Jeff Biggar teaches City Studies at the University of Toronto Scarborough.
We heard recently that the City of Toronto is getting around to collecting outstanding bills developers owe to pay for things such as recreation centres and parks. This is all part of a system known as Section 37 of Ontario’s Planning Act, which allows Toronto to collect community benefits from developers in return for the city giving them more height and density.
On the face of it, this matter appears to be nothing more than a series of clerical errors and calls for additional oversight gone unheeded; the inertia of a bureaucracy playing catch up to the constant flow of new development applications. But bigger consequences loom in Toronto’s residential condominium boom where growth must pay for growth. There are missed opportunities where the city is affected, but not sufficiently compensated.
Pointing the finger at a developer shirking their responsibility to pay up is easy, but when looking deeper, we see a municipal system with cracks and blind spots. Insufficient monitoring and enforcement of community benefits has led to some deals falling through, such as the plan to restore Mimico’s historical train station. Toronto’s Ombudsman found that insufficient city enforcement protocols allowed one developer to walk away from what they agreed to deliver. In another case, an agreement for a community centre in a new condo building was changed to a location one kilometre away at the behest of the local councillor (the justification being that building a larger community centre could service more people and therefore be more cost effective). Even so, this reinforces the opaque nature of development deals when decisions are ostensibly made in the public interest then changed out of public view. In both instances, communities lose out on investments they expected, creating frustration and conflict in a process that can span decades. Digging deeper, the devil is in the details. Neighbourhoods are led to believe that Section 37 agreements are legally binding, but since 2014, city planning staff include a clause that enables funds unspent three years after development approval to be reallocated.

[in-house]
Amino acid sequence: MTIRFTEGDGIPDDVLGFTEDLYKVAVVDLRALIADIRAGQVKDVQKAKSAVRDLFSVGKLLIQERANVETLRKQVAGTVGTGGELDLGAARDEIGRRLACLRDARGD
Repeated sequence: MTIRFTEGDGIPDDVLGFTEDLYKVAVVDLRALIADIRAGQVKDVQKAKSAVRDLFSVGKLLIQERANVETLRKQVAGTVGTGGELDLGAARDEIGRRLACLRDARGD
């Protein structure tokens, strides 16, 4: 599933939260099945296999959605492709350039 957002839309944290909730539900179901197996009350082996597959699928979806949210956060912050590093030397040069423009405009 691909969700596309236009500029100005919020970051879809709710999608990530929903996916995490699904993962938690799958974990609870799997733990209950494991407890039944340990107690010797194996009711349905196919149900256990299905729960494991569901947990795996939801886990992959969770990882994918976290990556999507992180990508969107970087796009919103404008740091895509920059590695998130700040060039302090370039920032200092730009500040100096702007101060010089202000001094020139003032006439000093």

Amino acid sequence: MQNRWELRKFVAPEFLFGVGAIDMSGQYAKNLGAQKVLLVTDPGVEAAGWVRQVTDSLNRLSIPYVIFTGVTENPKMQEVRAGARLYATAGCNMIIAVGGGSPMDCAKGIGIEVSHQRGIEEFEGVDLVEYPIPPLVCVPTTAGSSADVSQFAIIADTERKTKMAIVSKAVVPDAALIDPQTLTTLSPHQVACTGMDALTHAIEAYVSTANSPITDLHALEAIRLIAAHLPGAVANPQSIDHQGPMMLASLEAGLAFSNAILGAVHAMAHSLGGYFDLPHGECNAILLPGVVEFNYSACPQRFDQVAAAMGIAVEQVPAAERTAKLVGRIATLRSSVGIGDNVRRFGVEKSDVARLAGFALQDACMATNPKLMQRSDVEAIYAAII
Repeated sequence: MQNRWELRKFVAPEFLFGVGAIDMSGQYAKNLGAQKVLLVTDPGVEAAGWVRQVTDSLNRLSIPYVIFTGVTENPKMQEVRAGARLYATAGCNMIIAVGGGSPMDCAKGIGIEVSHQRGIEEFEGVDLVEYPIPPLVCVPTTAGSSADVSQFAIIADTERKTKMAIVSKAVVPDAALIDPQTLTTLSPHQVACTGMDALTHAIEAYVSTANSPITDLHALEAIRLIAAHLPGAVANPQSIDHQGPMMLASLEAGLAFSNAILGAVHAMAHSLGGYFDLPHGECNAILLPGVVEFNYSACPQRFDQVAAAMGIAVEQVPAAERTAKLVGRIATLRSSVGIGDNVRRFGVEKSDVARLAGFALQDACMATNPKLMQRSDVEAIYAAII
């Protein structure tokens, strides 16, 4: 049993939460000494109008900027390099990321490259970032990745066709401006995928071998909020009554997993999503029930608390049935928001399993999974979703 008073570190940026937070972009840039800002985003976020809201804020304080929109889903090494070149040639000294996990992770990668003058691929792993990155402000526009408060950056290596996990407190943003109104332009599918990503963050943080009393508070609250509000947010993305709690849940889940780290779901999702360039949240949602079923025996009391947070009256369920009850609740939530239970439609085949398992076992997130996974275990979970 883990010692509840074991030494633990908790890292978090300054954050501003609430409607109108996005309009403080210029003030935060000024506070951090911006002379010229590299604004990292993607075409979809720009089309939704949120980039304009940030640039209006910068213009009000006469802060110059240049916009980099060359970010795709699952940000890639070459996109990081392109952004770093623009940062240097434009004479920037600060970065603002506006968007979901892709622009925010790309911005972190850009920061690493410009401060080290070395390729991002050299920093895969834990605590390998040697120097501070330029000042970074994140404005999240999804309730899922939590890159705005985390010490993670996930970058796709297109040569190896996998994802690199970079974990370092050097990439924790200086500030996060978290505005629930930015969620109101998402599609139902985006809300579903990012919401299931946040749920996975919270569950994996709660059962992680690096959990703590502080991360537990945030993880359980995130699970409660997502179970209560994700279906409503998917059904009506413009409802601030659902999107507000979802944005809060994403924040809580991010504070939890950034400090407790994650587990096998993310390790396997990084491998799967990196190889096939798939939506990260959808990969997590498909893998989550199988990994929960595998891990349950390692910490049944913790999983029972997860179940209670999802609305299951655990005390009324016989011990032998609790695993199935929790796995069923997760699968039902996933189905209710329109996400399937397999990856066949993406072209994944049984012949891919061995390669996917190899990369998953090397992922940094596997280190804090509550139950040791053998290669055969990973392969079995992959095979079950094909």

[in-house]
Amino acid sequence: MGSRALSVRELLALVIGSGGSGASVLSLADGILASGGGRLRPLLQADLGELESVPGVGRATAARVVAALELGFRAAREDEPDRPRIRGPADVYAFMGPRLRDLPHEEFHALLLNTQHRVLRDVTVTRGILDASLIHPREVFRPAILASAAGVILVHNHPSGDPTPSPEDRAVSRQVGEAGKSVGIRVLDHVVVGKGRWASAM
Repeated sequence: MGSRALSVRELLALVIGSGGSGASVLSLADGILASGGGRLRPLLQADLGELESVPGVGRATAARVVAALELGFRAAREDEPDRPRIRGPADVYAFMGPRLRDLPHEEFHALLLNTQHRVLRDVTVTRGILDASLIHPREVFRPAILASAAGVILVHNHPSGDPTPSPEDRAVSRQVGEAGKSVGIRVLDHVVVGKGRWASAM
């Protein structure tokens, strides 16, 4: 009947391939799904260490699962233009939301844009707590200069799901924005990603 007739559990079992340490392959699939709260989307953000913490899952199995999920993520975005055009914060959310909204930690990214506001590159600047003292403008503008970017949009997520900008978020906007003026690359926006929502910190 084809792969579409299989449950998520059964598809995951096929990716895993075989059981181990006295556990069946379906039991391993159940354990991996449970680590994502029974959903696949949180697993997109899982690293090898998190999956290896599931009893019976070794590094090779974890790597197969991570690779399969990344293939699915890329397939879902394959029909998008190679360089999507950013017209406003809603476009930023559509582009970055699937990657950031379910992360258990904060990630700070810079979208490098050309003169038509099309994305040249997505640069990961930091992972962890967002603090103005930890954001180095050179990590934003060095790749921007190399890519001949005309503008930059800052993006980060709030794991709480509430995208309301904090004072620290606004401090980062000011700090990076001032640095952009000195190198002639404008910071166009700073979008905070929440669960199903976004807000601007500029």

Development contributions improve the fabric of neighbourhoods. In the past six years alone, the city has received upward of $300-million in Section 37 funds mostly in concentrated growth areas such as downtown and midtown. In the last three years, Section 37 has secured upward of $90-million toward 150 community facility projects (child care, libraries, recreation centres) making important contribution toward Toronto’s 10-year capital plan. But when neither the city nor developers are held accountable, the promise of Section 37 falls down. It took eight years to ensure outstanding bills were accounted for, the same period that parts of Toronto have experienced the most explosive growth in its history.
Instances of lack of enforcement and accountability may be the exception, not the norm, but they have nonetheless sparked policy change. Newly created provincial legislation will require municipalities such as Toronto to report annually on their financials for community benefits, while also spending 60 per cent of cash benefits in the calendar year. This requirement may not be a bad thing, ensuring contributions are accounted for and spent more quickly. Deploying funds can take years as monies often sit idle while infrastructure needs grow. Often city councillors pool multiple Section 37’s to fund a bigger and more impactful project. At the same time, however, this practice can span a decade. The John Street Cultural Corridor project, for example, has received upward of $15-million in Section 37 earmarked toward public realm and pedestrian upgrades since the mid-2000s, but only now are investments and construction beginning. In that time, the area has seen a steady increase in population placing significant strain on existing infrastructure to support growth.
These issues may seem minor and out of sight, which they sometimes can be, but they are consequential. They send a clear signal that the city needs to be consistently accountable for important public decisions. In essence, the city is preventing itself from achieving its goals of building livable and healthy communities. Citizens are also wondering if and when they will get their community centre or park upgrade. Toronto is tripping over itself to build higher and denser buildings, but if supporting community infrastructure doesn’t follow – reliably, consistently and in a timely manner – the promise of development will fail.
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